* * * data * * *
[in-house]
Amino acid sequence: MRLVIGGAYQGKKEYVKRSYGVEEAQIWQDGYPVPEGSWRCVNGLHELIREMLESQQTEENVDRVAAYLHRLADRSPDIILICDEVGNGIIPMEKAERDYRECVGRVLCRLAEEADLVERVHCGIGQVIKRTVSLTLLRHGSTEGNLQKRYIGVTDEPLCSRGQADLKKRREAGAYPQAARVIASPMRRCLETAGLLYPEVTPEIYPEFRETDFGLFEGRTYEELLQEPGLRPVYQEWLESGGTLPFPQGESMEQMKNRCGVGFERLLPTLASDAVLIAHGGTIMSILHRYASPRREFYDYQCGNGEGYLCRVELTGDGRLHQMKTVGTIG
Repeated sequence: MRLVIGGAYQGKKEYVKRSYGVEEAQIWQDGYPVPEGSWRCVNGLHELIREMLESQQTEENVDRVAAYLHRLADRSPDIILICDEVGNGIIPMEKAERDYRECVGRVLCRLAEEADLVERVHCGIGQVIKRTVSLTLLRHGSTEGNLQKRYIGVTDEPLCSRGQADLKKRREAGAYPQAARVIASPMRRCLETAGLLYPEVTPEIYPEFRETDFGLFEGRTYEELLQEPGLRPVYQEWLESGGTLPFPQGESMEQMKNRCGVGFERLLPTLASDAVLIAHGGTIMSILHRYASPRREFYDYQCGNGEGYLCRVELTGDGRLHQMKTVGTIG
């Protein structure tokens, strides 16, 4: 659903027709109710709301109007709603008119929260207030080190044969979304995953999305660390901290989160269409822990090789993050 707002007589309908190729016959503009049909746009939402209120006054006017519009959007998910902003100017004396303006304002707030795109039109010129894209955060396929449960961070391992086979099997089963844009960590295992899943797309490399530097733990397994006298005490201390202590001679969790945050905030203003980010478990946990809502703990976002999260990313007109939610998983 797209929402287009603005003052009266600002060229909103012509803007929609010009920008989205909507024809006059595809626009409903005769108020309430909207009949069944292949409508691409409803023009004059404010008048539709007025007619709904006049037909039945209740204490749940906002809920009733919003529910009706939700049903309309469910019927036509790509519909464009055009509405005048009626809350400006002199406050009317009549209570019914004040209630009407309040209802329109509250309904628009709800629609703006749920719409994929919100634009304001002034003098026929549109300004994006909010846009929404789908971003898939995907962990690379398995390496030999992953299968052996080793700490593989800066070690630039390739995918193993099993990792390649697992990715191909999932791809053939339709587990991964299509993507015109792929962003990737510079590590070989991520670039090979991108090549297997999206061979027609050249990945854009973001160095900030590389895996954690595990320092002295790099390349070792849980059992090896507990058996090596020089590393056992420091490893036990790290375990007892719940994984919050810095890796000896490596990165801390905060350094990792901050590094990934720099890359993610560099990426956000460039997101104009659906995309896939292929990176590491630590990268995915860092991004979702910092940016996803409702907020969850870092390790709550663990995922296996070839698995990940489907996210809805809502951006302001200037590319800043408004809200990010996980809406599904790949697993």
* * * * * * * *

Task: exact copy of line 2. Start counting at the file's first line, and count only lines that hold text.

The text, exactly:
Amino acid sequence: MRLVIGGAYQGKKEYVKRSYGVEEAQIWQDGYPVPEGSWRCVNGLHELIREMLESQQTEENVDRVAAYLHRLADRSPDIILICDEVGNGIIPMEKAERDYRECVGRVLCRLAEEADLVERVHCGIGQVIKRTVSLTLLRHGSTEGNLQKRYIGVTDEPLCSRGQADLKKRREAGAYPQAARVIASPMRRCLETAGLLYPEVTPEIYPEFRETDFGLFEGRTYEELLQEPGLRPVYQEWLESGGTLPFPQGESMEQMKNRCGVGFERLLPTLASDAVLIAHGGTIMSILHRYASPRREFYDYQCGNGEGYLCRVELTGDGRLHQMKTVGTIG